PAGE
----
By Megan Bianco

Amid all of the hectic, craziness of 2020 with the election, the pandemic, the protests and a slew of miscellaneous headlines, we appear to be having a wave of feminist/girl power/women’s lib-themed biopics. Five months ago the FX mini-series “Mrs. America” aired to a good reception, followed by Phillipa Lowthorpe’s decent Misbehaviour in September, and now Julie Taymor’s The Glorias on Amazon Prime.

Lowthorpe’s new ensemble biopic tries to mesh both the fun of girl power with the seriousness of feminism to mixed results. The comedy-drama follows the events leading up to the 1970 Miss World beauty pageant in London, where women’s liberation supporters secretly show up to make their own demonstration.

There’s Sally Alexander (Keira Knightley), the no-nonsense divorced mother trying to get back into university for her career; Jo Robinson (Jessie Buckley), the radical former art school student who thinks being loud is the only way to send a message; Pearl Jansen (Loreece Harrison), the South African pageant contestant who fears life might actually be worse once she returns home from the competition; and Jennifer Hosten (Gugu Mbatha-Raw), the lovely Miss Grenada contestant who might be the right amount or naïve to make it far into the pageant.

Though the reception for the movie has been mostly decent, there have been some reservations about a few things. One is that the story is too serious and important for the lighter tone Lowthorpe creates with Misbehaviour. It’s appropriately somber as the film dives into sexism and racism as themes, but then for the rest of the runtime we get an uplifting, feel-good atmosphere along the lines of a Penny Marshall hit. For the most part, I was fine with the mood Lowthorpe set up, though I can see why some viewers would want a more straightforward piece.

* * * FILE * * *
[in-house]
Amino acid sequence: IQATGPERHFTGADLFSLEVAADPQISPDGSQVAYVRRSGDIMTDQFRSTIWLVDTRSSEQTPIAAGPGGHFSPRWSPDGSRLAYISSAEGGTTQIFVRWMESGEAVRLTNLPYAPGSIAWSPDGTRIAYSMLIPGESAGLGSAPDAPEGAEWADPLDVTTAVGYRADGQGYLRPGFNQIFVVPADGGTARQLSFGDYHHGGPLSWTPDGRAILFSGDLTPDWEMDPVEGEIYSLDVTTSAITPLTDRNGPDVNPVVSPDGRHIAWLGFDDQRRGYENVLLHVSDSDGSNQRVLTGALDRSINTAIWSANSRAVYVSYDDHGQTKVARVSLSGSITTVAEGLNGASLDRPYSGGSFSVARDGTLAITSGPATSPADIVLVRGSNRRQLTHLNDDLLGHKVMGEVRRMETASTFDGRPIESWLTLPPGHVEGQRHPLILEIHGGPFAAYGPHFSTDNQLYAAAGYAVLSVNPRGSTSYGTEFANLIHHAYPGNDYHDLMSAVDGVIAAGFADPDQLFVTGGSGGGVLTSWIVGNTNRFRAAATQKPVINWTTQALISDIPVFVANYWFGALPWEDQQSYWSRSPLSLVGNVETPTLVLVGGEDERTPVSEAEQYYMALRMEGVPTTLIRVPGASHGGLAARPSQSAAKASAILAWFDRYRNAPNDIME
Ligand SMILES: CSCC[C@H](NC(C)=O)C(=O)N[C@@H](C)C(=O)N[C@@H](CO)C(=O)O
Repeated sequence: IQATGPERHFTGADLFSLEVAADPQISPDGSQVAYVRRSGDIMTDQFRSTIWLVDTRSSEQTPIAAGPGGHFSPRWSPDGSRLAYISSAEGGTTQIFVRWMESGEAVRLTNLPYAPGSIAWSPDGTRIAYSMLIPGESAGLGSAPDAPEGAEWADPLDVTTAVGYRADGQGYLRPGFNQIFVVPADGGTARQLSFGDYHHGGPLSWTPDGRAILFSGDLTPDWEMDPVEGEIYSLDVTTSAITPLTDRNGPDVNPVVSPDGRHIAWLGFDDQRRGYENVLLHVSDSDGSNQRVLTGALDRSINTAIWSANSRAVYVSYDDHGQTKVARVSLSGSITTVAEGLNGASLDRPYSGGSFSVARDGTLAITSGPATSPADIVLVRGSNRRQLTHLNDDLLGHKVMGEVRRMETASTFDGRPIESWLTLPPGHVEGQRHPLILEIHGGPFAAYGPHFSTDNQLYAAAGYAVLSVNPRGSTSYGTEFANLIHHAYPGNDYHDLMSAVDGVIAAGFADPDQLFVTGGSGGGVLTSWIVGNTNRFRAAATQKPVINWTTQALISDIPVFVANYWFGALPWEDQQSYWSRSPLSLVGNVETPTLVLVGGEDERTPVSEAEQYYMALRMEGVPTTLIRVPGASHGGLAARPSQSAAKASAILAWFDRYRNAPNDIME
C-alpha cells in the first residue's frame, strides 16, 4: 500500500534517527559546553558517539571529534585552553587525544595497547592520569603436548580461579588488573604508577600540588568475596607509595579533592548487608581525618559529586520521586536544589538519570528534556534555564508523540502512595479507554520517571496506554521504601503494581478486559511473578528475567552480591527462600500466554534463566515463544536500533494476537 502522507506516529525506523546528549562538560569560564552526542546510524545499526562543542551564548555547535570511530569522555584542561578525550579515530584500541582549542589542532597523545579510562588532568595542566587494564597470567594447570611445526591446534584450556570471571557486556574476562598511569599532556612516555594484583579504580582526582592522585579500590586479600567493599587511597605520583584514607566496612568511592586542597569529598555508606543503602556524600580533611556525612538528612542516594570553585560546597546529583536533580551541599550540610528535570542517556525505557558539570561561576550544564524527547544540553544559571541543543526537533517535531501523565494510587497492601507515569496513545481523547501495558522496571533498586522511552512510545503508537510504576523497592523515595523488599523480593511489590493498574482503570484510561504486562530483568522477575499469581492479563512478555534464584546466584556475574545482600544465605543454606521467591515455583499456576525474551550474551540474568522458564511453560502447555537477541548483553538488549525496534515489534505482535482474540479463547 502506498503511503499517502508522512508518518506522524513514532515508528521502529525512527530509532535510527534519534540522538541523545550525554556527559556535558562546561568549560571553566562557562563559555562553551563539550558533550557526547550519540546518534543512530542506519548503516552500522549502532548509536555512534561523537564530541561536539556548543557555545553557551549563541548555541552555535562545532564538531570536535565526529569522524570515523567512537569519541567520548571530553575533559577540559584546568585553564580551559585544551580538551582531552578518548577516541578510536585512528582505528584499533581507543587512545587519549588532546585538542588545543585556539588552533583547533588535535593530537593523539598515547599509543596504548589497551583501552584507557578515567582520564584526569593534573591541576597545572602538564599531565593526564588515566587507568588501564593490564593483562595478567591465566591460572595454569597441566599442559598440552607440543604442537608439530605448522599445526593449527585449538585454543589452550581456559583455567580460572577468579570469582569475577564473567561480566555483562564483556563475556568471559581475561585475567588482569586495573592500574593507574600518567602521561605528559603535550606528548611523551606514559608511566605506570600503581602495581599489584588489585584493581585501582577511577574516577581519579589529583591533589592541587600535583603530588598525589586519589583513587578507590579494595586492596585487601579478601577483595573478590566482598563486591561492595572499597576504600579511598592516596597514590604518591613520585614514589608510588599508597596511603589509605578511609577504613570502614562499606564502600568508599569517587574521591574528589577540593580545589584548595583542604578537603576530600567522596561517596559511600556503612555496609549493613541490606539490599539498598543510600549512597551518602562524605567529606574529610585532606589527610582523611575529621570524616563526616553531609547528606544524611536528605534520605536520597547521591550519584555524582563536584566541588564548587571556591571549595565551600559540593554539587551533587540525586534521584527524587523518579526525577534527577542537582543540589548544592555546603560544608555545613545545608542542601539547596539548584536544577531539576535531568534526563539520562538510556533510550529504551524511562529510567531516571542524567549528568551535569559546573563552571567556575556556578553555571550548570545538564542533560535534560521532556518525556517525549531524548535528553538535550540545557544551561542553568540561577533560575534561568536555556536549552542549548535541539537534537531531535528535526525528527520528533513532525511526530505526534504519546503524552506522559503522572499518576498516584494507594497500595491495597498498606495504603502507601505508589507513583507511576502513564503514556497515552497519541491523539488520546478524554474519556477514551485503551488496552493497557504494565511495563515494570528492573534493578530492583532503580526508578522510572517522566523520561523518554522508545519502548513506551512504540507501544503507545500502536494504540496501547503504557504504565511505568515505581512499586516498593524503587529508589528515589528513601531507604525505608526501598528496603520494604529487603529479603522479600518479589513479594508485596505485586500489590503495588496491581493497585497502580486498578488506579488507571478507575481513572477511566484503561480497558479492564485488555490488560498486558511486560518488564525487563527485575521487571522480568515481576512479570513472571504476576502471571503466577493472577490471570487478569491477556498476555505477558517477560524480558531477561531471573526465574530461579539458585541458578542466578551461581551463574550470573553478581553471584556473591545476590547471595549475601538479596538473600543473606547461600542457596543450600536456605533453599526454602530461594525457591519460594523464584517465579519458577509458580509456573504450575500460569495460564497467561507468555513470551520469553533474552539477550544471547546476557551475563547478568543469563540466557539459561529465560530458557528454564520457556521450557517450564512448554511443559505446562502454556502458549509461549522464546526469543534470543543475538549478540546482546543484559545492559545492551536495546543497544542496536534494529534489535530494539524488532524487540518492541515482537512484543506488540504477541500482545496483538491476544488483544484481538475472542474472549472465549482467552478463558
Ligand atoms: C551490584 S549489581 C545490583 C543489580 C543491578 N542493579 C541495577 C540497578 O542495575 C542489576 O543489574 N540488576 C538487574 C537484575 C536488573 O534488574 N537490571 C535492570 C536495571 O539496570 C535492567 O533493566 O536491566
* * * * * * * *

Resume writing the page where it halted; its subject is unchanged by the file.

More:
The Glorias chronicles the life and career of feminist icon and journalism legend Gloria Steinem. Taymor’s epic biography follows four different actresses portraying Steinem at various stages of life.

Ryan Kiera Armstrong shows Gloria as an 8-year-old tap dancer in small-town Ohio; 15-year-old Gloria is Lulu Wilson, now stuck in even worse conditions; Alicia Vikander plays Gloria from the 1950s to early 1970s, where she goes from disrespected columnist to co-founding her own women-focused publication with Ms. Magazine; and finally Julianne Moore gives us the later years of Gloria as spokesperson of the American Women’s Liberation Movement who dodges questions about never marrying or starting a family.

Interestingly enough, I think all three feminist history pieces this year came out in order of quality. The Glorias is a swing-and-miss for me. By far the most interesting and engaging portions of the movie are centered on Vikander during Gloria’s young adult years. The actress is just as charming and sophisticated as Steinem was in her youth, and it’s easy to see how she won over so many women around the world.

Moore is fine as the older Gloria, but I’ve just never been a huge fan of Taymor’s directing style. The Glorias starts out as a surprisingly traditionally structured biopic, but then saves all the artsy Taymor-isms when Moore takes over the film, making the tone and atmosphere feel disjointed and inconsistent.

All in all, Misbehaviour probably could have said a little more about intersectionality in feminism, but it’s alright for an enjoyable 105 minutes on screen. The Glorias, however, despite an intriguing subject, talented cast and impressive production values, misses the mark stylistically.

Megan Bianco is a Southern California-based movie reviewer and content writer with a degree from California State University Northridge.

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